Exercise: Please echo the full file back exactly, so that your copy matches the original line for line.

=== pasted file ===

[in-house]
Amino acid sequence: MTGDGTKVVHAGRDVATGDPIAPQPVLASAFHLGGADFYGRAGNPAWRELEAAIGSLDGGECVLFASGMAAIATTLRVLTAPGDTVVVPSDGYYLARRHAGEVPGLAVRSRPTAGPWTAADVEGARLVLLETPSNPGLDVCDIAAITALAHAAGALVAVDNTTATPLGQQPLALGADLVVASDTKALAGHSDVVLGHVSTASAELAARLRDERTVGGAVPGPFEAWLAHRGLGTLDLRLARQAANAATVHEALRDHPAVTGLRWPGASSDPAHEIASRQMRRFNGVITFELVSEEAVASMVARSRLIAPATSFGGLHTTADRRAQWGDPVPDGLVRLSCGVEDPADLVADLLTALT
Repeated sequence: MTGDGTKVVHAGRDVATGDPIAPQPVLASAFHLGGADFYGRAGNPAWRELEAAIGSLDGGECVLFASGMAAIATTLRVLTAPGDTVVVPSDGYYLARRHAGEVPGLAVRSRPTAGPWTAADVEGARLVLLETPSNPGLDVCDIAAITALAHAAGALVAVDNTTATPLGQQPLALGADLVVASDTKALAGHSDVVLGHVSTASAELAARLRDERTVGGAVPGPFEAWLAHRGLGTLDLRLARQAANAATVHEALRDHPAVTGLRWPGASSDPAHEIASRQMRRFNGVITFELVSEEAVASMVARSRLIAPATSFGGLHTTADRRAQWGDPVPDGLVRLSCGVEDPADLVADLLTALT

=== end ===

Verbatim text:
[in-house]
Amino acid sequence: MTGDGTKVVHAGRDVATGDPIAPQPVLASAFHLGGADFYGRAGNPAWRELEAAIGSLDGGECVLFASGMAAIATTLRVLTAPGDTVVVPSDGYYLARRHAGEVPGLAVRSRPTAGPWTAADVEGARLVLLETPSNPGLDVCDIAAITALAHAAGALVAVDNTTATPLGQQPLALGADLVVASDTKALAGHSDVVLGHVSTASAELAARLRDERTVGGAVPGPFEAWLAHRGLGTLDLRLARQAANAATVHEALRDHPAVTGLRWPGASSDPAHEIASRQMRRFNGVITFELVSEEAVASMVARSRLIAPATSFGGLHTTADRRAQWGDPVPDGLVRLSCGVEDPADLVADLLTALT
Repeated sequence: MTGDGTKVVHAGRDVATGDPIAPQPVLASAFHLGGADFYGRAGNPAWRELEAAIGSLDGGECVLFASGMAAIATTLRVLTAPGDTVVVPSDGYYLARRHAGEVPGLAVRSRPTAGPWTAADVEGARLVLLETPSNPGLDVCDIAAITALAHAAGALVAVDNTTATPLGQQPLALGADLVVASDTKALAGHSDVVLGHVSTASAELAARLRDERTVGGAVPGPFEAWLAHRGLGTLDLRLARQAANAATVHEALRDHPAVTGLRWPGASSDPAHEIASRQMRRFNGVITFELVSEEAVASMVARSRLIAPATSFGGLHTTADRRAQWGDPVPDGLVRLSCGVEDPADLVADLLTALT